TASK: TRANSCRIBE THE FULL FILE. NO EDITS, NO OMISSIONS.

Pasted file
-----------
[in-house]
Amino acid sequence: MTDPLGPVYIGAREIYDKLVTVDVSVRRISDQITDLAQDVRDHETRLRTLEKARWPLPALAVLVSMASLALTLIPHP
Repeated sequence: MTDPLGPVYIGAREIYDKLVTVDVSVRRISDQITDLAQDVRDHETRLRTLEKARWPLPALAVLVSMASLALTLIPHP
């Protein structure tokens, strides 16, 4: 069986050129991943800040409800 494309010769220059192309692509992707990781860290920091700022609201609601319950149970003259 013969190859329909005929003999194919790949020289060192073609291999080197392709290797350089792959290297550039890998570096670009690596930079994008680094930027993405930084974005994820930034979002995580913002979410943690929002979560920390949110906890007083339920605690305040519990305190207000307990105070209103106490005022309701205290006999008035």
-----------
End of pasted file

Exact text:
[in-house]
Amino acid sequence: MTDPLGPVYIGAREIYDKLVTVDVSVRRISDQITDLAQDVRDHETRLRTLEKARWPLPALAVLVSMASLALTLIPHP
Repeated sequence: MTDPLGPVYIGAREIYDKLVTVDVSVRRISDQITDLAQDVRDHETRLRTLEKARWPLPALAVLVSMASLALTLIPHP
């Protein structure tokens, strides 16, 4: 069986050129991943800040409800 494309010769220059192309692509992707990781860290920091700022609201609601319950149970003259 013969190859329909005929003999194919790949020289060192073609291999080197392709290797350089792959290297550039890998570096670009690596930079994008680094930027993405930084974005994820930034979002995580913002979410943690929002979560920390949110906890007083339920605690305040519990305190207000307990105070209103106490005022309701205290006999008035």